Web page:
AMERICANS had their most important civics lesson in years last month, and most of them didn't even realize it. That lesson was the Keating Five hearings in Washington, which showed how campaign money flows like a putrid tide through the offices on Capitol Hill. That the hearings got so little attention says a lot about the national media. Watergate had cops and robbers, G. Gordon Liddy, and envelopes of cash. For years thereafter, media members have pursued the crooked and bizarre. In the process, they forget how to see the ordinary.
That is what the Keating hearings are about - the corruption of the everyday. If Watergate was about a few bad apples, the Keating Five is about the whole barrel.
The five senators stand accused of pulling strings on behalf of Charles Keating, the financial operator whose Lincoln Savings and Loan eventually collapsed under a pile of junk bonds and other bad investments, at a cost of $2.3 billion to the taxpayers. Keating had contributed almost $325,000 to the campaigns of the five, plus another $850,000 to ``voter registration'' (har-har) groups controlled by Sen. Alan Cranston (D) of California, and on and on.
Day after day, minions from the vast Washington underworld of lobbyists and staff described, in minute detail, how such contributions translated into solicitude from the senators in question. In particular, the five leaned hard on Edwin Grey, then the chief bank regulator, to call off the auditors who were raising questions about Lincoln's books. Loyal Senate staffers took pains to portray the contacts with Grey as mere inquiries on behalf of a beleaguered constituent. If you believed them, then I'm sure someone has some nice S&L stock they'd like to sell you.
Even on the radio, one could sense the Senate panel members shifting uneasily in their seats. The accused Senator Cranston told the committee why. ``Every senator has done it,'' he declared of his efforts to throw sand in the wheels on behalf of a big contributor. It was no accident that four of the five senators involved were senior Democrats. They've been in this muck so long they have trouble seeing it anymore. The single saddest day was when Sen. Daniel Inouye (D) of Hawaii, the star of rectitude during the Watergate hearings, appeared to defend his colleagues. ``If that's improper,'' he said of the actions of Sen. Dennis DeConcini (D) of Arizona, another of the five, ``I think all of us at one time or another have done that.'' Exactly.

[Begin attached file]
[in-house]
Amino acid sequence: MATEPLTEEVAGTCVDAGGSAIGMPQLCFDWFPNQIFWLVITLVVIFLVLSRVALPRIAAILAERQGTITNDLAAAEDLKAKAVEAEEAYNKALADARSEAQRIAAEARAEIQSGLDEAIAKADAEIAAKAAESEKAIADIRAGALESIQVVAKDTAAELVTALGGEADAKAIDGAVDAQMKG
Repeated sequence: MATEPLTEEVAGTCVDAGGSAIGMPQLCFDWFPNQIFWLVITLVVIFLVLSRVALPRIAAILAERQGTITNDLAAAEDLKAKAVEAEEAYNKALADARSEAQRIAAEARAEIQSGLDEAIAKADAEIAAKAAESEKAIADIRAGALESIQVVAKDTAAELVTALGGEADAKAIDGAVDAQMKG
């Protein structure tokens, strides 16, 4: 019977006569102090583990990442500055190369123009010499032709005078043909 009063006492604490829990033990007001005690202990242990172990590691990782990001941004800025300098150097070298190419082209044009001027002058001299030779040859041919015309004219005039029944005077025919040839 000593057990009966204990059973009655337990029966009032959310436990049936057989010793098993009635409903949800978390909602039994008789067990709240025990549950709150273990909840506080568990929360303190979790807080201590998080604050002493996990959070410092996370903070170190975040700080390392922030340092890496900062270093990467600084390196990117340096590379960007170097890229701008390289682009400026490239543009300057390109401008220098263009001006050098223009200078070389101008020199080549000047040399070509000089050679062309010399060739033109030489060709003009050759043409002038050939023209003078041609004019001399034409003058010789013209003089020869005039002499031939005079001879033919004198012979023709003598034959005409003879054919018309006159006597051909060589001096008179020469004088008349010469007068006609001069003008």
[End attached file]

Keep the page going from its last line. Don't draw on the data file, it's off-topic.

There have been tortured efforts in Washington to ``draw lines'' between constituent service and influence peddling. (Keating wasn't even a constituent for some of those charged.) The idea is to reassure the public that the barrel is basically good. But the lines have to be drawn much more boldly than most are willing to admit.
Would we rest easier if the Keating Five had proceeded in a more decorous manner, without the blatant strong-arming? Keating would still be getting their most precious Senate resource - their time. Time that might have been spent looking after millions of small depositors instead of one Mr. Keating.
Apologists for campaign contributions say money merely gets them in the door. It doesn't buy results. But while the money is in the door, the rest of us aren't. We just get the $300 billion bill to clean up the mess. That's why the whole system of campaign finance needs to be reformed.
A big push is starting for public financing of campaigns. But why should our tax dollars be used to make campaign consultants and TV stations rich? That's where most campaign money goes, and that's the clue to cleaning up the system. Limit the use of TV, and there's less need for money in the first place. We could do it the British way, where candidates have to face live studio audiences, and get just a few chunks of free time for their slickly produced ads.
Better still, we could get rid of the slick ads entirely, and make the politicians speak for themselves. If George Bush wants to make an issue of Willie Horton, fine. Make Bush put his own mug on camera and do the talking himself. Politicians would be a lot less eager to use TV. And therefore, a lot less in need of the money that a Charles Keating is all too eager to provide.